Seventy years ago, with the founding of the United Nations, all nations reaffirmed their faith in fundamental human rights, in the dignity and worth of the human person, and in the equal rights of men and women and of nations large and small.
The tragic deaths and injuries of women following sterilisation in the Indian state of Chhattisgarh have sparked global media coverage and public concern and outrage.
The Programme of Action adopted at the landmark 1994 International Conference on Population and Development (ICPD) included chapters that defined concrete actions covering some 44 dimensions of population and development, including the need to provide for women and girls during times of conflict, the urgency of investments in young people’s capabilities, and the importance of women’s political participation and representation.
“We could be the last Latin American and Caribbean generation living together with hunger.”
For most of human history, reproductive rights essentially meant men and women accepting the number, timing and spacing of their children, as well as possible childlessness. All this changed radically in the second half of the 20th century with the introduction of new medical technologies aimed at both preventing and assisting human reproduction.
On a bright March morning, a 17-year old tribal girl woke as usual, and went to catch fish in the village river in the Chirang district of India’s northeastern Assam state.
The small South Pacific island state of Samoa, located northeast of Fiji, attracts tourists with its beaches, natural beauty and relaxed pace of life, but similar to other small nations with constrained economies, it is experiencing an exodus of young people, who are unable to find jobs.
Different issues will be competing for the attention of different African leaders attending the 69th
United Nations General Assembly Special Session on International Conference on Population and Development (ICPD) Beyond 2014 in New York on Sep 22.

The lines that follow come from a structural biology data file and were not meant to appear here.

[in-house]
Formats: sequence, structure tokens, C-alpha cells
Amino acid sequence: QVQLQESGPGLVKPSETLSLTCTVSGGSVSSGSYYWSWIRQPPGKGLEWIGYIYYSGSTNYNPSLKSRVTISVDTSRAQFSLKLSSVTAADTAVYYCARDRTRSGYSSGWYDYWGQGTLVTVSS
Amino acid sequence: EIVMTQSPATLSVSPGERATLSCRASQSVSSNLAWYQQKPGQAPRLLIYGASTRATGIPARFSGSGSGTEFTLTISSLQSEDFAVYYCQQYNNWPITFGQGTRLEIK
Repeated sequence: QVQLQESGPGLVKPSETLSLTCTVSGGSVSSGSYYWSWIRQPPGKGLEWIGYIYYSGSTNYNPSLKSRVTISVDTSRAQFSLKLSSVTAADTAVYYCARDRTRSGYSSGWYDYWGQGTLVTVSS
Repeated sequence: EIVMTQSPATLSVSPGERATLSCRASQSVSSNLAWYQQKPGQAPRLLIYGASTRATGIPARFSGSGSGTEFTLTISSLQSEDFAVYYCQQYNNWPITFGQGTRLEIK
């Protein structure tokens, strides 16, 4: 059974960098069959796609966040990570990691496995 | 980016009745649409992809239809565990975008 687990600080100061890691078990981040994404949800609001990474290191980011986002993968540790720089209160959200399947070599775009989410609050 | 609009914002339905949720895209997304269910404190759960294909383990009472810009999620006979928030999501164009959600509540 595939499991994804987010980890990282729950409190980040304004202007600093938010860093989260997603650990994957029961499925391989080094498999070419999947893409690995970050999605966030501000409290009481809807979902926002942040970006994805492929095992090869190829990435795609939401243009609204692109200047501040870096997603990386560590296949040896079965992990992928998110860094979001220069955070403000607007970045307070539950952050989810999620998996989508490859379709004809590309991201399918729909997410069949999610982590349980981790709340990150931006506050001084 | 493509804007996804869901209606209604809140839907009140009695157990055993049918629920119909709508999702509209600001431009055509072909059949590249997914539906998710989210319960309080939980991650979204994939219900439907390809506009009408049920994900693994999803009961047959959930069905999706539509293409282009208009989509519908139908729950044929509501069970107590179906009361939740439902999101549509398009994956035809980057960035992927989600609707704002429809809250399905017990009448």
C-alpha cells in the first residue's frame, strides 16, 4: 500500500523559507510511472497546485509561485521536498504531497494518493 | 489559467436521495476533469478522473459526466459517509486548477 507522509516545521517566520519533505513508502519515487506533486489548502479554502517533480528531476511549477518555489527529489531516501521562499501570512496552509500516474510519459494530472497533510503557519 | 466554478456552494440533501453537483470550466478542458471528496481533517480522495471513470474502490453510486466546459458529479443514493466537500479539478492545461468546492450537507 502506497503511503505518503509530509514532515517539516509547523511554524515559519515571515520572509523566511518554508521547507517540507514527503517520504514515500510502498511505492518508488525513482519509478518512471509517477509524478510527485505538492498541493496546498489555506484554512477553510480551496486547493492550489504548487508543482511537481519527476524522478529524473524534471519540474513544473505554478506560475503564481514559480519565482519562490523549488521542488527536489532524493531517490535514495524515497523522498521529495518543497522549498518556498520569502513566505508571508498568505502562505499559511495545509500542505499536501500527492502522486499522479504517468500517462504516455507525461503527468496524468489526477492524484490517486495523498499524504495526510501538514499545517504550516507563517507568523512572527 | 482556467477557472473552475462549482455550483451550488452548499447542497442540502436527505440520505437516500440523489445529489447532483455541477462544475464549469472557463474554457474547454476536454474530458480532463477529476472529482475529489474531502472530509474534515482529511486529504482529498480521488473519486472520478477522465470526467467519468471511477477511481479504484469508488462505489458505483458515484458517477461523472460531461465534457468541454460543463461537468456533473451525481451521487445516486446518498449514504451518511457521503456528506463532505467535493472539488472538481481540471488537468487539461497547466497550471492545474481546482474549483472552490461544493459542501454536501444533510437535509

As the United Nations continues negotiations on a new set of Sustainable Development Goals (SDGs) for its post-2015 development agenda, population experts are hoping reproductive health will be given significant recognition in the final line-up of the goals later this year.
An African proverb says “a child that we refuse to build today will end up selling the house that we may build tomorrow.”
As the U.N. focuses on refining its Post-2015 Development Agenda, divisions surrounding issues of population and development continue to plague consensus on a universal way forward.
Lawmakers and civil society leaders from over 30 countries are calling for universal access to safe, legal abortion.
When the United Nations hosts one of its mega conferences - whether on population, human rights, food security or sustainable development - there is always a demand for full and active participation of often-marginalised groups, including women, civil society, indigenous peoples and youth.
As the world moves closer to the 2015 end mark of the Millennium Development Goals (MDGs), a new U.N. report illuminates how far global society has come, but also how far it still must travel to achieve its objectives.
Last week, I had the privilege of attending the Delhi Sustainable Development Summit, an annual event that deals with a subject that is very close to my heart. The summit gathered together amazing people: Nobel Prize winners, thought leaders, heads of state, corporate innovators, and academicians to deal with the paramount challenges of the 21st Century all focused on three pressing dimensions of sustainability: food, water and energy.
Latin America and the Caribbean should play a central role in the construction of “sexual citizenship” - a concept that covers a series of population-related issues, rights and guarantees that this region helped build since the United Nations first emerged, says Brazilian expert Carmen Barroso.
Shortcomings in the educational system in Latin America and the Caribbean fuel inequalities that remain hurdles to access to the labour market and safe sex for a large part of the region’s youth.
When the U.N. Population Fund (UNFPA) participates in a regional review conference in the Uruguayan capital of Montevideo next week, it will take stock of the successes and failures of a wide range of gender-related issues, including reproductive health, sexual violence, women's rights, maternal mortality, and the spread of HIV/AIDS – all of them relating to Latin America and the Caribbean (LAC).
Ishita Chaudhry spent the past 36 hours listening to U.N. delegates discuss population growth and development. She noticed that on “controversial” topics, such as sexual and reproductive rights, young people’s voices often get lost.
Gathered at the Ford Foundation in New York Monday, international luminaries, family planning experts and women's rights activists repeatedly expressed a common sentiment: “I cannot believe that we are still having this discussion today."